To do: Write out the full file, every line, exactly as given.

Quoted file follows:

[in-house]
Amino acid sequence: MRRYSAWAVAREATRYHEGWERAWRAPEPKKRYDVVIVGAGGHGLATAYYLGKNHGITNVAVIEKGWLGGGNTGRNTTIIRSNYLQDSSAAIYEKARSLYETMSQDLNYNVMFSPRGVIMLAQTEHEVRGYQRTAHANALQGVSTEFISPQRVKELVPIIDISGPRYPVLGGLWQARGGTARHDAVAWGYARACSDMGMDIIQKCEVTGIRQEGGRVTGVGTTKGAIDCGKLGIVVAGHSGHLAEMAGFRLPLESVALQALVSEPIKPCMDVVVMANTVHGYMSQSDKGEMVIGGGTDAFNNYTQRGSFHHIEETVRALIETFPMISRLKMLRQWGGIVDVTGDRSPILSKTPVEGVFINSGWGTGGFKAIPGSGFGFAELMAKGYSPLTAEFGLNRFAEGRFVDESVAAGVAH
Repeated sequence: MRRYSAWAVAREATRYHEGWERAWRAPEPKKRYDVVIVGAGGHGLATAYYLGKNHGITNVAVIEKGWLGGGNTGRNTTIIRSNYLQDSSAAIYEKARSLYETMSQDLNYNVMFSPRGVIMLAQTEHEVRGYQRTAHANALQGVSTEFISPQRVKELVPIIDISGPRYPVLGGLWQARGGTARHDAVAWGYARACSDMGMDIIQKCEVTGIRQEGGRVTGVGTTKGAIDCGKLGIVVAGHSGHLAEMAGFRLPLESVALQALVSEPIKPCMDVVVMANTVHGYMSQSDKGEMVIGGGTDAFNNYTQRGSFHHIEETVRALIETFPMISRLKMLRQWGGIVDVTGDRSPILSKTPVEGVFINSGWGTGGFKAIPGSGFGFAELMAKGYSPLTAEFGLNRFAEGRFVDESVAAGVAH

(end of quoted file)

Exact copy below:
[in-house]
Amino acid sequence: MRRYSAWAVAREATRYHEGWERAWRAPEPKKRYDVVIVGAGGHGLATAYYLGKNHGITNVAVIEKGWLGGGNTGRNTTIIRSNYLQDSSAAIYEKARSLYETMSQDLNYNVMFSPRGVIMLAQTEHEVRGYQRTAHANALQGVSTEFISPQRVKELVPIIDISGPRYPVLGGLWQARGGTARHDAVAWGYARACSDMGMDIIQKCEVTGIRQEGGRVTGVGTTKGAIDCGKLGIVVAGHSGHLAEMAGFRLPLESVALQALVSEPIKPCMDVVVMANTVHGYMSQSDKGEMVIGGGTDAFNNYTQRGSFHHIEETVRALIETFPMISRLKMLRQWGGIVDVTGDRSPILSKTPVEGVFINSGWGTGGFKAIPGSGFGFAELMAKGYSPLTAEFGLNRFAEGRFVDESVAAGVAH
Repeated sequence: MRRYSAWAVAREATRYHEGWERAWRAPEPKKRYDVVIVGAGGHGLATAYYLGKNHGITNVAVIEKGWLGGGNTGRNTTIIRSNYLQDSSAAIYEKARSLYETMSQDLNYNVMFSPRGVIMLAQTEHEVRGYQRTAHANALQGVSTEFISPQRVKELVPIIDISGPRYPVLGGLWQARGGTARHDAVAWGYARACSDMGMDIIQKCEVTGIRQEGGRVTGVGTTKGAIDCGKLGIVVAGHSGHLAEMAGFRLPLESVALQALVSEPIKPCMDVVVMANTVHGYMSQSDKGEMVIGGGTDAFNNYTQRGSFHHIEETVRALIETFPMISRLKMLRQWGGIVDVTGDRSPILSKTPVEGVFINSGWGTGGFKAIPGSGFGFAELMAKGYSPLTAEFGLNRFAEGRFVDESVAAGVAH